By John T. Gillespie
Special to The CS&T
MANAYUNK – Photo essayist Bruce Kravetz has lovingly rendered St. John the Baptist Church in Manayunk with a spectacular show of wall-size-panoramic photographs that capture the interior beauty of this 19th century neo-gothic marvel.
The month-long exhibit that opens to the public Nov. 21 at the Artesano Gallery in Manayunk conveys the feeling of being inside a church without actually being there. The secret lies in the giant images – with as many as 18 high-resolution photographs on canvas stitched together to create crystal-clear seamless panoramas.
Adding to the drama are the 250-foot high partite ceilings, the huge stained glass windows, pointed gothic arches, statues by church sculptor Joseph Sibbel, the magnificently carved marble and onyx main altar and the historic pipe organ. The famed Gothic cathedrals of Chartres and Reims may have been photographed in greater detail but never to greater advantage.
Kravetz, a Manayunk resident with an abiding interest in the visual arts, happened on his labor of love almost by accident. Long intrigued by the exterior of the church that overlooks Pretzel Square at Cresson and Rector Streets, Kravetz stepped inside one day eight months ago and said he felt like “being alone in the Louvre.”
“I was in awe of its splendor. Everywhere I looked, even the floor I stood on, was magnificent. Everything was laid out to perfection and the light coming through the stained glass window enhanced the overall effect,” he said.
After obtaining permission from the parish’s pastor, Father James A. Lyons, Kravetz spent the next several months recording every facet of the interior. Using a Canon camera with a 50-millimeter lens and existing light, he was able to capture the soaring heights, architectural details and splendor of the interior. He did so, moreover, while avoiding the distortions of wide-angle photography, thanks to the photo-merge process.
The current St. John the Baptist Church was dedicated in 1894. Its architect, Patrick Charles Keely, was one of the most sought after neo-gothic church architects of the 19th century. The church is being completely restored, including the 1906 pipe organ. Kravetz plans to donate the proceeds from the sale of his photographs to the restoration.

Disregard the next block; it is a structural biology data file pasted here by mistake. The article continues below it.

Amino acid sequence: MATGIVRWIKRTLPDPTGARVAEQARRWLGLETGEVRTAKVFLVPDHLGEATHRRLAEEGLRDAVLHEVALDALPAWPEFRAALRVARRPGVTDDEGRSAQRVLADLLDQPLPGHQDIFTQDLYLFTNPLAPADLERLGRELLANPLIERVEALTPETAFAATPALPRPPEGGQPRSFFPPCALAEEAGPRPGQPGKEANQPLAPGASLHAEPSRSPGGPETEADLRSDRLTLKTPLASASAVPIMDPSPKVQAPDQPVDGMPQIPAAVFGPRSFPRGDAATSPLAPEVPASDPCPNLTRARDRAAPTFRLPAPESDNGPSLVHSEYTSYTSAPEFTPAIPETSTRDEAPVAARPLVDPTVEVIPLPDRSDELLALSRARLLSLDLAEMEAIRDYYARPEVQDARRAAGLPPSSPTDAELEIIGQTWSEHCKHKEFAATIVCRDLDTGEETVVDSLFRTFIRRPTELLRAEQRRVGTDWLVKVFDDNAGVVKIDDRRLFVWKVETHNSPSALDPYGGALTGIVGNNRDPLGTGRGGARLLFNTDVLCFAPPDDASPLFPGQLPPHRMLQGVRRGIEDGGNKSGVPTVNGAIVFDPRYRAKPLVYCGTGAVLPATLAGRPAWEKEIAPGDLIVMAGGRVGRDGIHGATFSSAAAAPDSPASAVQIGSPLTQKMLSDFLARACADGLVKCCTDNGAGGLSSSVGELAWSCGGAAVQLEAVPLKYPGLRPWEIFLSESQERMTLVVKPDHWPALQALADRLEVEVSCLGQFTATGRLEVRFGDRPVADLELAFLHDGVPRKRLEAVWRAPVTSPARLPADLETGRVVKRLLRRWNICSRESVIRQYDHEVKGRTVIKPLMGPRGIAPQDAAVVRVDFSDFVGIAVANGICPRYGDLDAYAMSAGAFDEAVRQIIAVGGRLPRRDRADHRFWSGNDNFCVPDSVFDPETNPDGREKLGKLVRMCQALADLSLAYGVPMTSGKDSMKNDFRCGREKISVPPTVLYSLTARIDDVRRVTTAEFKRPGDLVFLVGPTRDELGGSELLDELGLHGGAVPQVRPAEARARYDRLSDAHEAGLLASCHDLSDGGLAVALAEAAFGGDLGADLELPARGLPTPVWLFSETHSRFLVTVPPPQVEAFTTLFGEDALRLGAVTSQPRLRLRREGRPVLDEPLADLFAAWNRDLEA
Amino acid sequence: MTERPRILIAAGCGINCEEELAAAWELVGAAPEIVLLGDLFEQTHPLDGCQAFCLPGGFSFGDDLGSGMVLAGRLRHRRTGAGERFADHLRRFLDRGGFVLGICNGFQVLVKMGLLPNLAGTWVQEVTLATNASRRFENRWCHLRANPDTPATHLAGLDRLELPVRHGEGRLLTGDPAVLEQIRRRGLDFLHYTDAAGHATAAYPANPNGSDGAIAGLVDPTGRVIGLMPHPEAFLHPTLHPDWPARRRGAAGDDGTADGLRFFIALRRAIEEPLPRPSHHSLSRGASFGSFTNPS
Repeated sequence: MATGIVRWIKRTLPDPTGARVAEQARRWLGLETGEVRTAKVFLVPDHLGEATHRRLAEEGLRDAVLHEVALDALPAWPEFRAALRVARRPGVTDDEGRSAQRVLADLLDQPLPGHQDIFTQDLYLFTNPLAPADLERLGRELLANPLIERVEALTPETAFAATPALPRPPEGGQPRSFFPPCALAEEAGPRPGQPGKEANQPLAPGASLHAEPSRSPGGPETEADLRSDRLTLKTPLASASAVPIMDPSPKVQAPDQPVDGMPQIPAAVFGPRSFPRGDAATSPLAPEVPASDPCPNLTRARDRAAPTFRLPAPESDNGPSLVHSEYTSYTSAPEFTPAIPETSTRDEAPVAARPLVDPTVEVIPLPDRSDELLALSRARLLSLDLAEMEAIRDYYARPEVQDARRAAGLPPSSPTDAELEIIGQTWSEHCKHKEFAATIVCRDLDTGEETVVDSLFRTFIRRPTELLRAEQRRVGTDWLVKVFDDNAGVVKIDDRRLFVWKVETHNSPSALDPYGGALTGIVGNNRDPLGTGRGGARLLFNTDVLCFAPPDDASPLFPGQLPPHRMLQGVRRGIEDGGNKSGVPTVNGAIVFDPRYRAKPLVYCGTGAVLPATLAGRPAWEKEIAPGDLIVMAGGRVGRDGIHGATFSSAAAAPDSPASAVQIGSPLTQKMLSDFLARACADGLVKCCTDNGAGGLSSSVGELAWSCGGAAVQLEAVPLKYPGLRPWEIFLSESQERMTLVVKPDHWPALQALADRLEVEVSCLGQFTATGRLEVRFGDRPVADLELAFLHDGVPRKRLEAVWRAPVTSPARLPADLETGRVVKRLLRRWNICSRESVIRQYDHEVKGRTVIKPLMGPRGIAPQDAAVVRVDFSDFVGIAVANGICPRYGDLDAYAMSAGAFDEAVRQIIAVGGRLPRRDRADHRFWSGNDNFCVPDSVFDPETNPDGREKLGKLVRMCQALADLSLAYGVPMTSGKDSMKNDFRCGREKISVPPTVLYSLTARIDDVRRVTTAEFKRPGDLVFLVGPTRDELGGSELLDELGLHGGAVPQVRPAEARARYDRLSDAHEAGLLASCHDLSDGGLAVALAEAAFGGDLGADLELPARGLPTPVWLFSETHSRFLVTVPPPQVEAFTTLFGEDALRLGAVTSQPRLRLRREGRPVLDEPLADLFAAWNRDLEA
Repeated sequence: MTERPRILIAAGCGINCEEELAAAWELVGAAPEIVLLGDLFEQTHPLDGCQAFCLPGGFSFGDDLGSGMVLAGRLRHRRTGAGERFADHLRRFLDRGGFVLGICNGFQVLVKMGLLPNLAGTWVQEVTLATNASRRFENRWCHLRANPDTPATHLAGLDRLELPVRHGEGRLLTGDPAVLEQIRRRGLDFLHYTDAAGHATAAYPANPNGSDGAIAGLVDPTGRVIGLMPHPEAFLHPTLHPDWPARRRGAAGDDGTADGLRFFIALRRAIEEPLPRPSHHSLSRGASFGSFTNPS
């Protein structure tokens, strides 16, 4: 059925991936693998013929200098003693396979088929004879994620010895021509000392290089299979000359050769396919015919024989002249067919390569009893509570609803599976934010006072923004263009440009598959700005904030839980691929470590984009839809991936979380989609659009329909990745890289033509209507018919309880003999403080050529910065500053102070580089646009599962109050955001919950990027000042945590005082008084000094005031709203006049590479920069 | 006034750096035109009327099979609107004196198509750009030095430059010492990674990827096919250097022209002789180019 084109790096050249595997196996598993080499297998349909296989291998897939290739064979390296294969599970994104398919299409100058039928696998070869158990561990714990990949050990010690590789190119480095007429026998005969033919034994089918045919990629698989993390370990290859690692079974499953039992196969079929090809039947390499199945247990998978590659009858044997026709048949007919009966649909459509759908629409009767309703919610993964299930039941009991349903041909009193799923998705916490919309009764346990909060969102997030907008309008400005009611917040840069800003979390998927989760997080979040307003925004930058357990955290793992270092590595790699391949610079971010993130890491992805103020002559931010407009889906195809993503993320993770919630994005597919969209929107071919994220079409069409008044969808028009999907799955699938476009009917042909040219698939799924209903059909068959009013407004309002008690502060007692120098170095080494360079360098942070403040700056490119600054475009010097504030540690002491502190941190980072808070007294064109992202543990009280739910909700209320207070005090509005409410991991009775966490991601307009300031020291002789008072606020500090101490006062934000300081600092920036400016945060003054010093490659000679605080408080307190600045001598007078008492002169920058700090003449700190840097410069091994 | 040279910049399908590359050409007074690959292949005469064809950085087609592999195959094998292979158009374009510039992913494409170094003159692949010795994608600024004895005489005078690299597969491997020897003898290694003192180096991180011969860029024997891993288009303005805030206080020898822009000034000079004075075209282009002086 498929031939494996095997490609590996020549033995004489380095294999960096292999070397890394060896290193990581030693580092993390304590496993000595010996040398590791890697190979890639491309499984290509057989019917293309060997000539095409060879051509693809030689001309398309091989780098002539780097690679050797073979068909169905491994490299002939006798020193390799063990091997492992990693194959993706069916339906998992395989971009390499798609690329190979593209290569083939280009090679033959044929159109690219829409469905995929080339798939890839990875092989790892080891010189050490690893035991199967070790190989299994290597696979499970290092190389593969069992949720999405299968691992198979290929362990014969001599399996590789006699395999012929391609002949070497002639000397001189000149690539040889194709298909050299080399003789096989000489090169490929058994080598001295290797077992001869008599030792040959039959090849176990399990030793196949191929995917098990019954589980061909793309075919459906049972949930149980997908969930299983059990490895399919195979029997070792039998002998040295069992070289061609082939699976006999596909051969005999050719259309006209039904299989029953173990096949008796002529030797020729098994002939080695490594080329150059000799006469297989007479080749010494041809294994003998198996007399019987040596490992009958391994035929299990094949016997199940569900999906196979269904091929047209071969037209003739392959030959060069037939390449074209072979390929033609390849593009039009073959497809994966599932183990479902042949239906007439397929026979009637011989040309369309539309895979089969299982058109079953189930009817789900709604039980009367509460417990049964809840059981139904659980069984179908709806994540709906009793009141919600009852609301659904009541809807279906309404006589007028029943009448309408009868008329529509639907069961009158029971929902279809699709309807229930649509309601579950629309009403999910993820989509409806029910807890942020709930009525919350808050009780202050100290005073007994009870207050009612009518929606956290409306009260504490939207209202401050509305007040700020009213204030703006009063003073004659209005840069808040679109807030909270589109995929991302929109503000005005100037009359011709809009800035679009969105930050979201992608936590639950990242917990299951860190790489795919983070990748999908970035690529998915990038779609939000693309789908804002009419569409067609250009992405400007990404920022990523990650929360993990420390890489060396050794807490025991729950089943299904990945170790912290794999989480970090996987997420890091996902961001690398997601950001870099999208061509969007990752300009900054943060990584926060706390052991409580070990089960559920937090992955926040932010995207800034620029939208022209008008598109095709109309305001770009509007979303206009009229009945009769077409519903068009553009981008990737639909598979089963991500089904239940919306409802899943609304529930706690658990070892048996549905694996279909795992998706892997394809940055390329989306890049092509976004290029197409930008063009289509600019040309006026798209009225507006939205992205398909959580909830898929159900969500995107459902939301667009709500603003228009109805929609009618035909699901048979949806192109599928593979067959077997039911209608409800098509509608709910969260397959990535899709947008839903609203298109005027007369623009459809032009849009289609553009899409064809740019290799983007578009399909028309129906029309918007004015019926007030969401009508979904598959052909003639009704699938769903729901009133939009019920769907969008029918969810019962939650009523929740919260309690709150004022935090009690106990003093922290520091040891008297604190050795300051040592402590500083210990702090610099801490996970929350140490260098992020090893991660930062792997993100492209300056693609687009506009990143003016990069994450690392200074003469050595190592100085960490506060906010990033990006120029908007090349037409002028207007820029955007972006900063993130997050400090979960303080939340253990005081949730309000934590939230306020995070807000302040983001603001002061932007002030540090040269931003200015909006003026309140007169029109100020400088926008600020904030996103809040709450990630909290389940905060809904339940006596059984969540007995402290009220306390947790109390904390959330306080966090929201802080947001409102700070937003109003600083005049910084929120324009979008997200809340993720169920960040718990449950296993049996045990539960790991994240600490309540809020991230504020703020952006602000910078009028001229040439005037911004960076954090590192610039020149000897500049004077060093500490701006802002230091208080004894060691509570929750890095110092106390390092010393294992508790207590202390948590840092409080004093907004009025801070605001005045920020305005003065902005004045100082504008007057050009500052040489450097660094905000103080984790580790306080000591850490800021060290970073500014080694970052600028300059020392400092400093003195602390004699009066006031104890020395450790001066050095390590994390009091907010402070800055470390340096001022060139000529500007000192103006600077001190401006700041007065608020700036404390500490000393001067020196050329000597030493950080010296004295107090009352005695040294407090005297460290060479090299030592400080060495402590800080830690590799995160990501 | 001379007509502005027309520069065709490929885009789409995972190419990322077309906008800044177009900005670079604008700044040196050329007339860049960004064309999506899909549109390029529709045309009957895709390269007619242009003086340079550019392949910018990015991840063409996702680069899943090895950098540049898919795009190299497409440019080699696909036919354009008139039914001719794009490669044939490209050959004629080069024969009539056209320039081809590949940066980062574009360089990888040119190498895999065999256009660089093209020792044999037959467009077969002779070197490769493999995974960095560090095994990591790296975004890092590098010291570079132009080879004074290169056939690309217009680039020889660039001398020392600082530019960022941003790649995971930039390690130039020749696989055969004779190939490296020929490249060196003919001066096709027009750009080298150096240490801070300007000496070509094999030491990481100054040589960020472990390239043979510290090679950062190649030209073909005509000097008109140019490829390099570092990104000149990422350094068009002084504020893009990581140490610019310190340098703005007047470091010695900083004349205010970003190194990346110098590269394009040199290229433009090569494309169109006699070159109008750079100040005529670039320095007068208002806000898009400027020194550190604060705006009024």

The owners of the Artesano Gallery, 4446 Cresson St., have decided to dedicate the entire 4,500 square feet of space to Kravetz’s photos. The exhibit runs from Nov. 21 through Dec. 19. Gallery hours are Monday to Friday, 9 a.m. to 5 p.m.
John Gillespie is a member of St. Bridget Parish and former reporter for the Philadelphia Evening & Sunday Bulletin.
Help us keep you informed -- CatholicPhilly.com can't do it with youDuring CatholicPhilly.com's fall donation campaign, you have a way to help us deliver the kind of news you need to know about the Catholic Church, especially in the Philadelphia region, and the world in which we live. Every household's costs keep rising, and we're no different. We make sure your dollars in any amount go a long way toward continuing our mission to inform, form in the Catholic faith and inspire the thousands of readers who visit every month. Here is how you can help:
- A $100 gift allows us to present award-winning photos of Catholic life in our neighborhoods.
- A $50 gift enables us to cover a news event in a local parish, school or Catholic institution.
- A $20 gift lets us obtain solid faith formation resources that can deepen your spirituality and knowledge of the faith.
- A small, automated monthly donation means you can support us continually and easily.
Please join in the church's vital mission of communications by offering a gift in whatever amount that you can -- a single gift of $40, $50, $100, or more, or a monthly donation. Your gift will strengthen the fabric of our entire Catholic community.
Make your donation by check:
222 N. 17th Street
Philadelphia, PA 19103
Or by credit card here: